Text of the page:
Tragedy of father-of-six killed by allergic reaction to bee sting

A FATHER-of-six died after he suffered a fatal allergic reaction to a bee sting.


Author: Sarah Ann Harris     Source: Express     Published: 17:11, Wed, August 27, 2014

 

bee sting 2Luke Calcraft knew he was allergic to insect bites and always carried an EpiPen.

Although it is thought he was able to administer the adrenaline shot after he was stung on July 28, the 46-year-old died four days later in hospital. 

Today friends paid tribute to Mr Calcraft, who grew up in Wales before moving to Chelmsford, Essex. 

He was an active member of the Church of Jesus Christ of Latter-day Saints and leaves behind his wife, Natasha, and children Tom, Sam, Joel, Sarah, Rhonin and Arija.

Former colleague Peter Holmes, 62, from Shoebury, Essex said: ""hat has happened is a terrible tragedy. Everybody is shocked.

"I am still in touch with people I worked with and we all can't believe what has happened. It's hit us all hard." 

He added: "Luke was an altruistic character. He worked hard trying to persuade various authorities to do certain things for the benefit of residents' safety. 

"A lot of his spare time was spent working on road safety.

"It was something he was very passionate about and gave a lot of his time to it. He was a very popular man and people felt good about having him around.

"I will remember him for being very good at his job. He was a decision maker, but also very diplomatic.

"He loved the company and gave so much to the business and to Southend."

In 2012 the family moved from Essex to Pennsylvania, USA, where Mr Calcraft was president of the medical systems group Olympus Corp.

A spokesperson for Olympus in America said: "We are deeply saddened by the sudden and unexpected loss of our friend and colleague, Luke Calcraft, president of the Medical Systems Group at Olympus Corporation of the Americas.

"Our thoughts and prayers are with Luke's family and friends." 

Many of his colleagues spoke fondly of the married father, who was also an active member of the Church of Jesus Christ of Latter-day Saints.

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Middle-school students stung by bees

"The bees stung several students anywhere from one to 12 times


Source – USA Today  Date: 22 October 2014

 

middle school children stung by beesSAGINAW, Texas — More than 20 middle-school students were injured Tuesday when they were stung by bees during an outdoor physical education class.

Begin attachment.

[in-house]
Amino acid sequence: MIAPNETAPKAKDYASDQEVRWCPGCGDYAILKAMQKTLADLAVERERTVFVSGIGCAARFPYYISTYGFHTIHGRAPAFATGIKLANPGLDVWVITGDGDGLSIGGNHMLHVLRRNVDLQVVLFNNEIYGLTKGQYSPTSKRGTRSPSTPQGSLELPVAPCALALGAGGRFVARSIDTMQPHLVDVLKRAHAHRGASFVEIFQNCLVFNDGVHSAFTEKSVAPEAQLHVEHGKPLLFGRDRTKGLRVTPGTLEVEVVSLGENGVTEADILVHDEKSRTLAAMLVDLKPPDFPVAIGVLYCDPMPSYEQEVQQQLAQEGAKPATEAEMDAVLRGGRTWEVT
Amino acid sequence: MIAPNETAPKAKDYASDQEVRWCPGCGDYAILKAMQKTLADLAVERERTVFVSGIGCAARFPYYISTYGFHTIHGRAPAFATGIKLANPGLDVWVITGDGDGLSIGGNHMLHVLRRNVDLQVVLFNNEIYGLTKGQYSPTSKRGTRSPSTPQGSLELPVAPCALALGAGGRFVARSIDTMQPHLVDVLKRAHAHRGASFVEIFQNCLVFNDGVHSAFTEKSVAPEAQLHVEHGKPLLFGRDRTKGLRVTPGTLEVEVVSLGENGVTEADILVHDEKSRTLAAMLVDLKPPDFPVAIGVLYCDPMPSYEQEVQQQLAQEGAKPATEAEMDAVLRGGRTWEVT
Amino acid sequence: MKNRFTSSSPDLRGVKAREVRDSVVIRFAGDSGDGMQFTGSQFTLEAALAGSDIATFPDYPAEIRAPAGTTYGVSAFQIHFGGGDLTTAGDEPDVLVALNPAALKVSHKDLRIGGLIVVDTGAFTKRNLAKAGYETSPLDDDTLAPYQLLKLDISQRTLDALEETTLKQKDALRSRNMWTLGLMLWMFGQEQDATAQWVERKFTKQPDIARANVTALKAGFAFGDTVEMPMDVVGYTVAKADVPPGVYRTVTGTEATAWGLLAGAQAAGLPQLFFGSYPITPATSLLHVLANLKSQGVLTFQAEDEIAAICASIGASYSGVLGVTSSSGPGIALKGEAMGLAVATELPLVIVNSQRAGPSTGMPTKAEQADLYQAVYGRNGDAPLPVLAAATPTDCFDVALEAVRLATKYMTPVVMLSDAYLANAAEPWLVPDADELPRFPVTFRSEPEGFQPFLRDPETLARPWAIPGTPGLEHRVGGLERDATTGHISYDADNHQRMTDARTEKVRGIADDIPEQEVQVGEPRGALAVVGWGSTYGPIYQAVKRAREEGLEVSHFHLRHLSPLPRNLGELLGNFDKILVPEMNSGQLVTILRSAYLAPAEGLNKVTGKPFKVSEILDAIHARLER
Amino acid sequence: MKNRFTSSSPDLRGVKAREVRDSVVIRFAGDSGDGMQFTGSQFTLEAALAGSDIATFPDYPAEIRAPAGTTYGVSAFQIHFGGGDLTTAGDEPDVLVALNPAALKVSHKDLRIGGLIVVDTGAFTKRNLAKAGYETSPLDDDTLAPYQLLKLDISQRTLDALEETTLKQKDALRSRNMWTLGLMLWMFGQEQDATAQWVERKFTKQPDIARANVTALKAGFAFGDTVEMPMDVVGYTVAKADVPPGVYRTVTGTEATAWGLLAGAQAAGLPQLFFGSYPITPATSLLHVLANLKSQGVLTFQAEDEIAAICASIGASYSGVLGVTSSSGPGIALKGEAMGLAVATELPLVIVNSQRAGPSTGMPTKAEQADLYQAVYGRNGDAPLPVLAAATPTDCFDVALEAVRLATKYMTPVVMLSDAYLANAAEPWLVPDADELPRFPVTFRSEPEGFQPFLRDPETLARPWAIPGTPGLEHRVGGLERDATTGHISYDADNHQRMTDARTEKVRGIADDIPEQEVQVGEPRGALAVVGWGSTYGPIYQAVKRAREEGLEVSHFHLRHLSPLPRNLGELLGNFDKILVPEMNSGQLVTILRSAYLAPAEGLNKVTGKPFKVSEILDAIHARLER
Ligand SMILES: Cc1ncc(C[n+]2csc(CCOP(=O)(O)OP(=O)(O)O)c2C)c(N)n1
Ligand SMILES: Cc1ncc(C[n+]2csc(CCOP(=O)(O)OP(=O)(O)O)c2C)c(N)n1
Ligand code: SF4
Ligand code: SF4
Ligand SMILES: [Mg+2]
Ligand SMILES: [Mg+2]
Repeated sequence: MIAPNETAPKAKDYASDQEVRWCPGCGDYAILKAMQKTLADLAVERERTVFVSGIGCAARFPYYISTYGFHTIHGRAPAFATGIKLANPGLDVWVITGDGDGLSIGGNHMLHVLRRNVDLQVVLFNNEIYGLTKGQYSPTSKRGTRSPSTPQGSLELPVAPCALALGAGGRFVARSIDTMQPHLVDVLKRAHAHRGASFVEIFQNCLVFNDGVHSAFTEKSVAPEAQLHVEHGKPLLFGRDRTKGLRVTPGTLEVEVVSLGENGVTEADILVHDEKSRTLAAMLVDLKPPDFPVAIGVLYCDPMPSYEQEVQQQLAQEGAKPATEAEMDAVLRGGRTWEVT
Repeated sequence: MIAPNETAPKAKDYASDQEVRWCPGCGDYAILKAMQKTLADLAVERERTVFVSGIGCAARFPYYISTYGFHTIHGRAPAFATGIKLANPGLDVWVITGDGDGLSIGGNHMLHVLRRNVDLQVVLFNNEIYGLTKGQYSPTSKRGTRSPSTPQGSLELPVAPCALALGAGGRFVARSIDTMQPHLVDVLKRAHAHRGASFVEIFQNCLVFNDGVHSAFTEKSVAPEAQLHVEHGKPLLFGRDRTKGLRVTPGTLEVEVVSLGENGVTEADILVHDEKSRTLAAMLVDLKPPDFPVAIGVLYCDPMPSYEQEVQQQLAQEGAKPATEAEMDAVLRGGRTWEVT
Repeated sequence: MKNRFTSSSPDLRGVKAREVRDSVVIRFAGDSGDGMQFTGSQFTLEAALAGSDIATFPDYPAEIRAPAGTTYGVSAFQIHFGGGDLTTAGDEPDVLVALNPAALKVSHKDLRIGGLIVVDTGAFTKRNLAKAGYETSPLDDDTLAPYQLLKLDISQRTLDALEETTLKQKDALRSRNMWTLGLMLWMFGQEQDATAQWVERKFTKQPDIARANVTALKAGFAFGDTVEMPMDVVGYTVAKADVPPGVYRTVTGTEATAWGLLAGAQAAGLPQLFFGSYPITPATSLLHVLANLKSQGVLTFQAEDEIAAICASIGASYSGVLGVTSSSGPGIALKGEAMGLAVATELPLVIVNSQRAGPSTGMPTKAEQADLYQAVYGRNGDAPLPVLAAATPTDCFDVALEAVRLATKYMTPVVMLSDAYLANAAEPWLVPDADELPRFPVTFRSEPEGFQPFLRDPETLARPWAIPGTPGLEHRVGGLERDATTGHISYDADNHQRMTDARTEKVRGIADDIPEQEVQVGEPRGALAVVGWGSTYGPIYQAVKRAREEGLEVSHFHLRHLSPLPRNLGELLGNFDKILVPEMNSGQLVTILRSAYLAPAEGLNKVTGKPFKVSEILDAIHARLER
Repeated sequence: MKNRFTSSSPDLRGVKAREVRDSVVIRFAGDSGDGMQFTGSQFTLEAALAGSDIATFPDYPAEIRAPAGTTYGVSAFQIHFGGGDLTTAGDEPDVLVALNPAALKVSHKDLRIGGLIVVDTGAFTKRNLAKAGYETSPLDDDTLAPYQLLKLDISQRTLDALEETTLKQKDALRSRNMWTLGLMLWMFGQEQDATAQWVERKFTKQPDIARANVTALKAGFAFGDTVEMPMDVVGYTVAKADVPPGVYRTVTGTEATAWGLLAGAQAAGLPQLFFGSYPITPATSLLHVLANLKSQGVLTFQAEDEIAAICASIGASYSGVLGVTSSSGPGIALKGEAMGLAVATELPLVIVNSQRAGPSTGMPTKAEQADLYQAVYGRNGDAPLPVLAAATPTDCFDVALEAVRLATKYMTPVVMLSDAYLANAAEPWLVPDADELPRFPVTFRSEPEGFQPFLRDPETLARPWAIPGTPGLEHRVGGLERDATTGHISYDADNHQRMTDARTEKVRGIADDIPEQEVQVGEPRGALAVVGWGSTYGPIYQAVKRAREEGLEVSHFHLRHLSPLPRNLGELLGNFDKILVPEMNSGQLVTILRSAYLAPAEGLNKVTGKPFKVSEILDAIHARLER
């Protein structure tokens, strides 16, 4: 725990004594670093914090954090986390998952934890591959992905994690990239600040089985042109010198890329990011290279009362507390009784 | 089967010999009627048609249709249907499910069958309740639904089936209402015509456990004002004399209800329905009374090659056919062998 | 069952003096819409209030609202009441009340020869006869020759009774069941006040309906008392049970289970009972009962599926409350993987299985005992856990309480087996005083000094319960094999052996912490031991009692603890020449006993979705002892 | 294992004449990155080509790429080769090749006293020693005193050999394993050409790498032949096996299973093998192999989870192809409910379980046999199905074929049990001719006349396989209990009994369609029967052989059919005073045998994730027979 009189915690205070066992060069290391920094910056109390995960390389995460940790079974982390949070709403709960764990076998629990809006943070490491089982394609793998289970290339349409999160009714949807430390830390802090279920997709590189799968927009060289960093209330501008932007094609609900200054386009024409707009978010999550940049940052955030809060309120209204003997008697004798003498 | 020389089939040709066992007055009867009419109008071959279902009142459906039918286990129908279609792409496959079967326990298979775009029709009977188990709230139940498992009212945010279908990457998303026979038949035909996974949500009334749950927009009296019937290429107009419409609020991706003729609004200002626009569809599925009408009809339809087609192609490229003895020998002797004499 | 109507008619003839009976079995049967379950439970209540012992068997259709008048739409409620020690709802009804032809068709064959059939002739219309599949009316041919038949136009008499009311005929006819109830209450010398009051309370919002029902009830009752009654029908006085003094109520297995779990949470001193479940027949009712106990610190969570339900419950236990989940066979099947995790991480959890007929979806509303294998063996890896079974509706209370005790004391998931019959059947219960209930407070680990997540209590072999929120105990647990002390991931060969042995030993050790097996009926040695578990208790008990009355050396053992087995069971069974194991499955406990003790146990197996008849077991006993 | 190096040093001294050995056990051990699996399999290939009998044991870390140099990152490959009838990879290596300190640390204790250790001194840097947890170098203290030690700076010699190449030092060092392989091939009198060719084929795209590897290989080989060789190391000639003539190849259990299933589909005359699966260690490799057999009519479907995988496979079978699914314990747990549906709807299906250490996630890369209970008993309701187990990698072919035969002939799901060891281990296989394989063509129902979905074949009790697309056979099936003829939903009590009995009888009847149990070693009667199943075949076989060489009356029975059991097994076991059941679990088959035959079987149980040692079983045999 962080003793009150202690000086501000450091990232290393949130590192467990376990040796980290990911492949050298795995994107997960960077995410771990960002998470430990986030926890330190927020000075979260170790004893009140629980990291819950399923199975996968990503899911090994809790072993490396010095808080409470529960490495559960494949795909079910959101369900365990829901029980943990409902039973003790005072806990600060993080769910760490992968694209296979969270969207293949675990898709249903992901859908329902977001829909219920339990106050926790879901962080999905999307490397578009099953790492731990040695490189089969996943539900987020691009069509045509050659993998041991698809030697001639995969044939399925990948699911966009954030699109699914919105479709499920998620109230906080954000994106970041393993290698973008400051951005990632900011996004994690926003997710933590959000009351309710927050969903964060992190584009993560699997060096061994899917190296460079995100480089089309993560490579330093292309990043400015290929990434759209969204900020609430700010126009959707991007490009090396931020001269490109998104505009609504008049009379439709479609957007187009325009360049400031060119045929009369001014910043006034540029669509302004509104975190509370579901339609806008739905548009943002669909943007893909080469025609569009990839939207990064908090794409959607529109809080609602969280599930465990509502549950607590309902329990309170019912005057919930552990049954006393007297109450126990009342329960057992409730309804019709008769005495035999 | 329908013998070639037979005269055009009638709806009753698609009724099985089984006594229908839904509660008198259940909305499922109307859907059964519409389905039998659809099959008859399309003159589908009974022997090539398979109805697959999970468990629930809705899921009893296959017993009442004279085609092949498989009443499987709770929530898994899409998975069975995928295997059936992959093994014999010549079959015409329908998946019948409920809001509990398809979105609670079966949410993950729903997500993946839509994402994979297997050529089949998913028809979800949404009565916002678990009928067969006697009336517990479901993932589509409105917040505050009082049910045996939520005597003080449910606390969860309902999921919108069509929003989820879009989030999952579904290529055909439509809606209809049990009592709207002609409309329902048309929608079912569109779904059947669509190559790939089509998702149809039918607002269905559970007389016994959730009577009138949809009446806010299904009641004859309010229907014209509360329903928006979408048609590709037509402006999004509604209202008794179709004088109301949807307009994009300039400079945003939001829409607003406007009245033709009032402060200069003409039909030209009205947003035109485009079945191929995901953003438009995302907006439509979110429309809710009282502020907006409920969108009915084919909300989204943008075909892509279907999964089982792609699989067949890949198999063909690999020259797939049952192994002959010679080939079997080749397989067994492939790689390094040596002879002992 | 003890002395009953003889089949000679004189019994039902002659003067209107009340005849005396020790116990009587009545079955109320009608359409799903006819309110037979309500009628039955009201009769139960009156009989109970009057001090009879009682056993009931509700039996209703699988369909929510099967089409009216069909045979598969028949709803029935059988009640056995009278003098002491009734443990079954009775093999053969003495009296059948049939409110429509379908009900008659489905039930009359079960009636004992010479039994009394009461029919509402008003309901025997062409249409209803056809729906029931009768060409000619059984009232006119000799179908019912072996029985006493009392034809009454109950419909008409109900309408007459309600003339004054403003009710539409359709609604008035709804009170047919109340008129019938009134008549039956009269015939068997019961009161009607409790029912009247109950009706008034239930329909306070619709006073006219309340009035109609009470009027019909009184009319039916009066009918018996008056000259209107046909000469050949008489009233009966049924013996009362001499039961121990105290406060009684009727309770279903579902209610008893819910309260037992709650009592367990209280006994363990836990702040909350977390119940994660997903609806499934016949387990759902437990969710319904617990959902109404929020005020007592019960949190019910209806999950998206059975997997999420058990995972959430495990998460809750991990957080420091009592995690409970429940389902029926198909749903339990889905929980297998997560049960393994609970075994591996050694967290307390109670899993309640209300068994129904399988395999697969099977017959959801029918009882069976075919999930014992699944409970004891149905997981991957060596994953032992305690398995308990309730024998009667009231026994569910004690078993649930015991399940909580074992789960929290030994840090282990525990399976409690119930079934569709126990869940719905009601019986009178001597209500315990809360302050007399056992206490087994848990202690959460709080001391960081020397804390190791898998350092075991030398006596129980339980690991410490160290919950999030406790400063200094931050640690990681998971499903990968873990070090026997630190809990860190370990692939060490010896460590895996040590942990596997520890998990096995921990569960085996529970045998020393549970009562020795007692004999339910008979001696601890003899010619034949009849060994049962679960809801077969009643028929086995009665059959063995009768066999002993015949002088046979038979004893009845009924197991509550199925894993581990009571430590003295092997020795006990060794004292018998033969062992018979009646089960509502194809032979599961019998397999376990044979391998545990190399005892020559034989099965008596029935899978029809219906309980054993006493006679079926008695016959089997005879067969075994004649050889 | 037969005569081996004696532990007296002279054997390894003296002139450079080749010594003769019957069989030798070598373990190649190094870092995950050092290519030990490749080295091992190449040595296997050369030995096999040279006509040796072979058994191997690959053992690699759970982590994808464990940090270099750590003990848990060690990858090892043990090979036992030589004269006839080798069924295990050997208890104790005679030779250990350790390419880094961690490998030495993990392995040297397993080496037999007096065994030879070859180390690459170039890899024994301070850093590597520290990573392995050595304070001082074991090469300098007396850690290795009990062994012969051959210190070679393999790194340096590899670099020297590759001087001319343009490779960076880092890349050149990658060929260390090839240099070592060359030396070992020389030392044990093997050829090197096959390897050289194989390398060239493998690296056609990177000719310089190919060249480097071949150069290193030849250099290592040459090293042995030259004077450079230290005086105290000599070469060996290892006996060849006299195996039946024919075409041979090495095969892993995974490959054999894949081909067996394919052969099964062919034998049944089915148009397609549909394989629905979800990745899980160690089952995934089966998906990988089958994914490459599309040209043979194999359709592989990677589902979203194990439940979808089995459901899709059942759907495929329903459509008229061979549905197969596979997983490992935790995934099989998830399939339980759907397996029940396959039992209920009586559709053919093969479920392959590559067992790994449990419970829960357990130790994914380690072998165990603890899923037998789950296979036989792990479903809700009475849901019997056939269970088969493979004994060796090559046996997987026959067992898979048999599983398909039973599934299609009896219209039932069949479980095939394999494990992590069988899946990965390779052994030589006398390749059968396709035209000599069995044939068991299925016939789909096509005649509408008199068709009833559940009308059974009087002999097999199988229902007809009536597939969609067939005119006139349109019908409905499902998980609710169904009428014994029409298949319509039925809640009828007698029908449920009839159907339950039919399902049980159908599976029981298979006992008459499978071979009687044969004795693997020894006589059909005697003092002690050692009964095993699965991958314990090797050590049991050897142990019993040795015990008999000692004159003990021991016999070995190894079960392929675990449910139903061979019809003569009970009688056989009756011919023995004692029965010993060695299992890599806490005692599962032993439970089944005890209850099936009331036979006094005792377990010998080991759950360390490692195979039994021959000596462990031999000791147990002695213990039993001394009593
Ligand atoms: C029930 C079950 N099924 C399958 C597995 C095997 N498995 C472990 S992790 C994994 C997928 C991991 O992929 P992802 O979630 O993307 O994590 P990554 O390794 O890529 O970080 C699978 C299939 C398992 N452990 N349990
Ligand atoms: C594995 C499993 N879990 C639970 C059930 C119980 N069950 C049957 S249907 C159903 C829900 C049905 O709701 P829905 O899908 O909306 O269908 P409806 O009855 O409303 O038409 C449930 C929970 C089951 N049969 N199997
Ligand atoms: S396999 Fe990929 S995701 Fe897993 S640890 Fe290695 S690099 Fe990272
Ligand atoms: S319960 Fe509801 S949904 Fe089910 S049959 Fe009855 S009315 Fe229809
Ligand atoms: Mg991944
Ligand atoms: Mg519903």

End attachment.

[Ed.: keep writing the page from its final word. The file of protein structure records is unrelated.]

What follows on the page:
MedStar EMS said the children ages 10 to 12 and were stung outside Highland Middle School, near Fort Worth, while playing soccer.

Paramedics said four sixth-graders were transported to Cook's Children's Medical Center in Fort Worth. One boy was in "semi-critical" condition because of difficulty breathing.

EMS spokesman Matt Zavadsky said the other three students had minor reactions but were taken to the hospital to be checked. The other children were treated at the scene.

 

As the students were tended to, the school district's exterminator sucked the bees out of an irrigation valve box.

"There was a lot of screaming," said Isaac Armendariz, a Highland student, who was among the 22 children stung. "The coaches were just trying to get everyone. All the kids were screaming trying to get the bees off their backs."

Isaac got stung by beees in the neck and leg.

"We had several students who were stung anywhere from one to 12 times," said Heath Stone, a supervisor with MedStar ambulance service. He said the bees were found to be aggressive, and are being sent for testing to see if they are Africanized bees.

It's just scary to see that … just really crazy," Isaac said. "We all were being treated, but it just took a long, long time to get all of us."middle school children stung by bees

Although school continued, many parents came to get their children early, like Isaac's dad, Rob Choate.

"I'm going to monitor him … get some Benadryl in him … and hopefully he'll be going to school tomorrow," Choate said.

A spokesperson for the Eagle Mountain-Saginaw Independent School District said the bees have been euthanized. And while they think they got them all, they'll be monitoring the track area closely before opening it again for student use.

Contributing: Jordan Armstrong, WFAA-TV, and The Associated Press

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